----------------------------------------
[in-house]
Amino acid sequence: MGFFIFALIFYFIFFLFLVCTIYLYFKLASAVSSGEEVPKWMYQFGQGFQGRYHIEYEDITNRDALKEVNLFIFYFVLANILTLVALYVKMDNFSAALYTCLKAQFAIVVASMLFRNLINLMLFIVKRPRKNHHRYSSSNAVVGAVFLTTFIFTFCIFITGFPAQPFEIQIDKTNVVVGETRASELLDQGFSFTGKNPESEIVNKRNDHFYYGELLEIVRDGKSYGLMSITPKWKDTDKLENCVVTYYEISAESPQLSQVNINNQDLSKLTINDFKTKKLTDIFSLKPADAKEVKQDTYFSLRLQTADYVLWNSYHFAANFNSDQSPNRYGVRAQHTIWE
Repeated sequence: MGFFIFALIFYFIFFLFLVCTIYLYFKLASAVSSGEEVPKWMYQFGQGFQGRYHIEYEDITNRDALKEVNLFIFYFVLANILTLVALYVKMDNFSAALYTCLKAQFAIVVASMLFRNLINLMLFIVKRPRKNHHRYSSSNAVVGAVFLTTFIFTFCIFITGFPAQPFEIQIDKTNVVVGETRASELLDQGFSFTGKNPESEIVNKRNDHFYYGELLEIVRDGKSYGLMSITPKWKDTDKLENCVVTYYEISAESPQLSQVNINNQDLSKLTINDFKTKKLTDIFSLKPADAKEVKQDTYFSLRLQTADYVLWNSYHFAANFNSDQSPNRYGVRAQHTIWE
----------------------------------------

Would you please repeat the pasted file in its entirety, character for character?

[in-house]
Amino acid sequence: MGFFIFALIFYFIFFLFLVCTIYLYFKLASAVSSGEEVPKWMYQFGQGFQGRYHIEYEDITNRDALKEVNLFIFYFVLANILTLVALYVKMDNFSAALYTCLKAQFAIVVASMLFRNLINLMLFIVKRPRKNHHRYSSSNAVVGAVFLTTFIFTFCIFITGFPAQPFEIQIDKTNVVVGETRASELLDQGFSFTGKNPESEIVNKRNDHFYYGELLEIVRDGKSYGLMSITPKWKDTDKLENCVVTYYEISAESPQLSQVNINNQDLSKLTINDFKTKKLTDIFSLKPADAKEVKQDTYFSLRLQTADYVLWNSYHFAANFNSDQSPNRYGVRAQHTIWE
Repeated sequence: MGFFIFALIFYFIFFLFLVCTIYLYFKLASAVSSGEEVPKWMYQFGQGFQGRYHIEYEDITNRDALKEVNLFIFYFVLANILTLVALYVKMDNFSAALYTCLKAQFAIVVASMLFRNLINLMLFIVKRPRKNHHRYSSSNAVVGAVFLTTFIFTFCIFITGFPAQPFEIQIDKTNVVVGETRASELLDQGFSFTGKNPESEIVNKRNDHFYYGELLEIVRDGKSYGLMSITPKWKDTDKLENCVVTYYEISAESPQLSQVNINNQDLSKLTINDFKTKKLTDIFSLKPADAKEVKQDTYFSLRLQTADYVLWNSYHFAANFNSDQSPNRYGVRAQHTIWE